As I was telling a client the other day, it takes years and years to build a brand or business reputation. Unfortunately, that brand and reputation can often be destroyed in a matter of a few hours by a single, dedicated anonymous internet poster. If your business is being attacked online, it is crucial to hire an experienced internet defamation attorney. Even if the defendant has no money to collect pursuant to a judgment, an aggressive, experienced internet lawyer can stop the bleeding and get your business back to the revenues it enjoyed prior to the web defamation attacks.

Wednesday, April 6, 2011

Anti Slapp Motions More and More Common Due to Internet Postings

The internet is leading to an explosion of expression and user generated content. This is nothing new. Review sites like Ripoff Report, Yelp, RateMD etc. have fueled this explosion.

The legal downside of this explosion is that unfettered expression frequently goes too far and leads to defamation and trade libel. The fact that many review sites allow for anonymous postings and ratings only encourages individuals to cross the line from freedom of expression into the unprotected territory of defamation. Free speech has its limits and those lines are crossed online more often than anywhere else.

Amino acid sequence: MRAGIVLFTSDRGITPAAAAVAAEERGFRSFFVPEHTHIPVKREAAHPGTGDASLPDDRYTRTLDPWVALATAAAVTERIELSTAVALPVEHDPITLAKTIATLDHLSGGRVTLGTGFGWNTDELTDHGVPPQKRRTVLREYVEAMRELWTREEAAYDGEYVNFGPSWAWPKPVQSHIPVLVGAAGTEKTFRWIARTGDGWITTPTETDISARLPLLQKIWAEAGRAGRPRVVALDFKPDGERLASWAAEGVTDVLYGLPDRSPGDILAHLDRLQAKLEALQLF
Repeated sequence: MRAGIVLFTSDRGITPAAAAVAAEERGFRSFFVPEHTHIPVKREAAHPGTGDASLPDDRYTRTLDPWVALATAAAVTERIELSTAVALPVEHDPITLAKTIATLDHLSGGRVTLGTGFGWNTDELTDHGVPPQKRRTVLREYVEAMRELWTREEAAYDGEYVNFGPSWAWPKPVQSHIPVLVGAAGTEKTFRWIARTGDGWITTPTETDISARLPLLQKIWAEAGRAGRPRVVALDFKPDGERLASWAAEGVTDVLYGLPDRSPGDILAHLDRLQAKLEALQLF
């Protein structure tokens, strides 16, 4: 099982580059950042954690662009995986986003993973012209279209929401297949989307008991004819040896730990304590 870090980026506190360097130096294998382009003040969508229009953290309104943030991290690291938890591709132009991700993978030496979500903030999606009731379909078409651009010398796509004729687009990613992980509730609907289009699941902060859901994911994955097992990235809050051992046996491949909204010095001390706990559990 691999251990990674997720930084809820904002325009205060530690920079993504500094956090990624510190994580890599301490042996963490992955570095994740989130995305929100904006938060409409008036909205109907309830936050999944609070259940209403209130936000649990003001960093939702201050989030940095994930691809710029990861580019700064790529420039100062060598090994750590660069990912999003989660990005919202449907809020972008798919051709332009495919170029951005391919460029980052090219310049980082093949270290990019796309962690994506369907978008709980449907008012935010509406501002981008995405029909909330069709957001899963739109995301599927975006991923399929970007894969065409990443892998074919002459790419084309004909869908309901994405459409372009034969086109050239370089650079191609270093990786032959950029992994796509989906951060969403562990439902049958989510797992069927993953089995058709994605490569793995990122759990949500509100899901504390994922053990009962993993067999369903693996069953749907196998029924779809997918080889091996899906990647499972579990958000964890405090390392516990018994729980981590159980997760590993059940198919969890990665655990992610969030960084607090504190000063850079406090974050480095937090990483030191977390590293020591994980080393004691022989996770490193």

Defamation and trade libel, in short, consist of a false statement of fact that injures one's reputation and has a defamatory meaning. There has been an explosion in internet defamation lawsuits in the past few years. In today's world, a reputation which has taken years to build may be destroyed by just a few defamatory internet posts appearing highly in Google search rankings.

For those sued for defamation or trade libel in California, there is a powerful defensive tool that may be employed called the Anti-SLAPP motion. This motion may be filed by a defendant in a defamation case at the start of the case. The motion seeks to dismiss the complaint thereby putting an end to the lawsuit. The defendant, in the motion, must show that the speech at issue related to a matter of public interest. If the matter is of public interest or, more specifically, consists of public participation in a matter of public interest, the burden shifts to the plaintiff to prove a likelihood of success on the claims.

Basically, the Anti-SLAPP motion is like a mini-trial at the beginning of the case. Rather than incur the expense of defending a long, drawn out lawsuit, the Anti-SLAPP motion provides a defendant with an avenue to resolve the case at its beginning, saving the defendant untold thousands of dollars. Also, if successful, the defendant is entitled to recover all of its attorneys fees incurred.

If you are sued for defamation or planning on suing someone for defamation, make sure to contact a lawyer specializing in Anti-SLAPP motions. If you are a defendant, it may resolve your case very early in the proceedings and enable you to recover attorneys fees. If you are a plaintiff, you need to be able to overcome an Anti-SLAPP motion so that your case may proceed to trial.